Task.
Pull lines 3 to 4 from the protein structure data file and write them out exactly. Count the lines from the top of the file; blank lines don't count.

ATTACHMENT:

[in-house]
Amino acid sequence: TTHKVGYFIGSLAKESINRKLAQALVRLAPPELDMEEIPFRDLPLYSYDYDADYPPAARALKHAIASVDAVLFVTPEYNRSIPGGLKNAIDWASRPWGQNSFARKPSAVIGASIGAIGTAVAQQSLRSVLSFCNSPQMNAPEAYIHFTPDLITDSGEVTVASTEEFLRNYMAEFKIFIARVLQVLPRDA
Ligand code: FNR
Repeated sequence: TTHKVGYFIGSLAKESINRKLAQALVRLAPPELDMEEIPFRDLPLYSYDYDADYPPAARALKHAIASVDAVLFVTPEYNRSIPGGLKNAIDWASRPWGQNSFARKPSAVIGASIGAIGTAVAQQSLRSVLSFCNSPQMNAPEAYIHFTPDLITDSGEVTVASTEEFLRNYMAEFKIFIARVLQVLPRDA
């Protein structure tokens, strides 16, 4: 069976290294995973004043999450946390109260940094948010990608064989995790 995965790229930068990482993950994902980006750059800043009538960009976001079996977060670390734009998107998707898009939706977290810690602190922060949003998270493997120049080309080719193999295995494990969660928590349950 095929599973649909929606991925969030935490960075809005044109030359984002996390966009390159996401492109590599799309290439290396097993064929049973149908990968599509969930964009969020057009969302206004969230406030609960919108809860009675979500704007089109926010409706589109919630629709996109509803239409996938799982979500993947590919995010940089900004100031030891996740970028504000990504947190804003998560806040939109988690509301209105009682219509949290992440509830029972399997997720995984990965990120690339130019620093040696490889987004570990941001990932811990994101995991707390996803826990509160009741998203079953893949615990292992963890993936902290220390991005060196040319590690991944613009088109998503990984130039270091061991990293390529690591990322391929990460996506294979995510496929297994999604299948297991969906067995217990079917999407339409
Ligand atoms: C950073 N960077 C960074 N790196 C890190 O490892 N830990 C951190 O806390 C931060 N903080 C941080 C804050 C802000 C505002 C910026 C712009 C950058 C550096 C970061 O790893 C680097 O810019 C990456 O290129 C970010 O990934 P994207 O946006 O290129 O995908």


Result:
Ligand code: FNR
Repeated sequence: TTHKVGYFIGSLAKESINRKLAQALVRLAPPELDMEEIPFRDLPLYSYDYDADYPPAARALKHAIASVDAVLFVTPEYNRSIPGGLKNAIDWASRPWGQNSFARKPSAVIGASIGAIGTAVAQQSLRSVLSFCNSPQMNAPEAYIHFTPDLITDSGEVTVASTEEFLRNYMAEFKIFIARVLQVLPRDA